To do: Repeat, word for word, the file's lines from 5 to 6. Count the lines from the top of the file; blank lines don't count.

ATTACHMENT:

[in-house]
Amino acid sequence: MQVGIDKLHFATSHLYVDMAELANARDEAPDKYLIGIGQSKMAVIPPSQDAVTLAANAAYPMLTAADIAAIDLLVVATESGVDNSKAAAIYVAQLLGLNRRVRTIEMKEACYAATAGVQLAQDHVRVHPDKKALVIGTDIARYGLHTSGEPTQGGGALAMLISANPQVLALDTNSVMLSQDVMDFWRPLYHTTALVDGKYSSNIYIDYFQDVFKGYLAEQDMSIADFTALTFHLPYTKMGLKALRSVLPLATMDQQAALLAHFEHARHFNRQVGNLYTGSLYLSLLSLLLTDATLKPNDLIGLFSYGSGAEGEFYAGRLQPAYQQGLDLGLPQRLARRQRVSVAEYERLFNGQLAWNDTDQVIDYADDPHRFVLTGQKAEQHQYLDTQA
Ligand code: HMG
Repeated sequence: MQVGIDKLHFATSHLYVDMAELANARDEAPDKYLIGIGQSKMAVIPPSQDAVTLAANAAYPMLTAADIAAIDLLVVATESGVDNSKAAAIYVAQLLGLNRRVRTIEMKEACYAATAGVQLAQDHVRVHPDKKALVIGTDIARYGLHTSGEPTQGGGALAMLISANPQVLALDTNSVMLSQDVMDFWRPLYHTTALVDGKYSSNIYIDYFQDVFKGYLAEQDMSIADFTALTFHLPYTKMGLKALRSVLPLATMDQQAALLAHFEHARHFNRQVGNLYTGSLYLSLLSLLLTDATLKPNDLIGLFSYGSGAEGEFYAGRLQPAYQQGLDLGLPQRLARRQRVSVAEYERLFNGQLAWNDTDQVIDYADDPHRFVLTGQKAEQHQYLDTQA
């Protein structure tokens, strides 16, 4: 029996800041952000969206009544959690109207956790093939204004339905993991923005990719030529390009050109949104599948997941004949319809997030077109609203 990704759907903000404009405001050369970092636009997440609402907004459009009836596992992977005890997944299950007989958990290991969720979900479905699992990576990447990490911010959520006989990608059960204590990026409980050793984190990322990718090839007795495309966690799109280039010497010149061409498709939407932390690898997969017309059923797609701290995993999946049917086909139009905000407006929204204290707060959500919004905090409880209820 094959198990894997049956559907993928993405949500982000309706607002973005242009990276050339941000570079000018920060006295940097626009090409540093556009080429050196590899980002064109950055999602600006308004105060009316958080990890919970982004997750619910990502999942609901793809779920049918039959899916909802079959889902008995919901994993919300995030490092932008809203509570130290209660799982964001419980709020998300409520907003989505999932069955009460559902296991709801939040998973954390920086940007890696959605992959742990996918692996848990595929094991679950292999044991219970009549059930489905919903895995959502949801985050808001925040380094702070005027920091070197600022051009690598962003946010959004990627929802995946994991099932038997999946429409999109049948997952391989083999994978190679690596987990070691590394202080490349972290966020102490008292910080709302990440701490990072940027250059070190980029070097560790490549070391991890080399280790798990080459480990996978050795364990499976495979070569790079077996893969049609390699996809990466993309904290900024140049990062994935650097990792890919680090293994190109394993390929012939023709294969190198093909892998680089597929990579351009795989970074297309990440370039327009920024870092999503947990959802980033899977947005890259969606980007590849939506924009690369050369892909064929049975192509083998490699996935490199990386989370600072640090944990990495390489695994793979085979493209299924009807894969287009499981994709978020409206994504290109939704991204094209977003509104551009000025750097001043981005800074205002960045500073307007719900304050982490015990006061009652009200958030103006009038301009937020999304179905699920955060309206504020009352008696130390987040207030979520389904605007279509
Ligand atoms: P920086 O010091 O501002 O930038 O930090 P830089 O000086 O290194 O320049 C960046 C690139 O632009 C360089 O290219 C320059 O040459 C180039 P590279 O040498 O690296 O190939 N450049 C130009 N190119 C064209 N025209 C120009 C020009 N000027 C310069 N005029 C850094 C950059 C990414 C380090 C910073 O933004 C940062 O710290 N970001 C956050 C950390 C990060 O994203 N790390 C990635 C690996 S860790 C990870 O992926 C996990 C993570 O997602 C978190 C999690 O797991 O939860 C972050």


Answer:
């Protein structure tokens, strides 16, 4: 029996800041952000969206009544959690109207956790093939204004339905993991923005990719030529390009050109949104599948997941004949319809997030077109609203 990704759907903000404009405001050369970092636009997440609402907004459009009836596992992977005890997944299950007989958990290991969720979900479905699992990576990447990490911010959520006989990608059960204590990026409980050793984190990322990718090839007795495309966690799109280039010497010149061409498709939407932390690898997969017309059923797609701290995993999946049917086909139009905000407006929204204290707060959500919004905090409880209820 094959198990894997049956559907993928993405949500982000309706607002973005242009990276050339941000570079000018920060006295940097626009090409540093556009080429050196590899980002064109950055999602600006308004105060009316958080990890919970982004997750619910990502999942609901793809779920049918039959899916909802079959889902008995919901994993919300995030490092932008809203509570130290209660799982964001419980709020998300409520907003989505999932069955009460559902296991709801939040998973954390920086940007890696959605992959742990996918692996848990595929094991679950292999044991219970009549059930489905919903895995959502949801985050808001925040380094702070005027920091070197600022051009690598962003946010959004990627929802995946994991099932038997999946429409999109049948997952391989083999994978190679690596987990070691590394202080490349972290966020102490008292910080709302990440701490990072940027250059070190980029070097560790490549070391991890080399280790798990080459480990996978050795364990499976495979070569790079077996893969049609390699996809990466993309904290900024140049990062994935650097990792890919680090293994190109394993390929012939023709294969190198093909892998680089597929990579351009795989970074297309990440370039327009920024870092999503947990959802980033899977947005890259969606980007590849939506924009690369050369892909064929049975192509083998490699996935490199990386989370600072640090944990990495390489695994793979085979493209299924009807894969287009499981994709978020409206994504290109939704991204094209977003509104551009000025750097001043981005800074205002960045500073307007719900304050982490015990006061009652009200958030103006009038301009937020999304179905699920955060309206504020009352008696130390987040207030979520389904605007279509
Ligand atoms: P920086 O010091 O501002 O930038 O930090 P830089 O000086 O290194 O320049 C960046 C690139 O632009 C360089 O290219 C320059 O040459 C180039 P590279 O040498 O690296 O190939 N450049 C130009 N190119 C064209 N025209 C120009 C020009 N000027 C310069 N005029 C850094 C950059 C990414 C380090 C910073 O933004 C940062 O710290 N970001 C956050 C950390 C990060 O994203 N790390 C990635 C690996 S860790 C990870 O992926 C996990 C993570 O997602 C978190 C999690 O797991 O939860 C972050």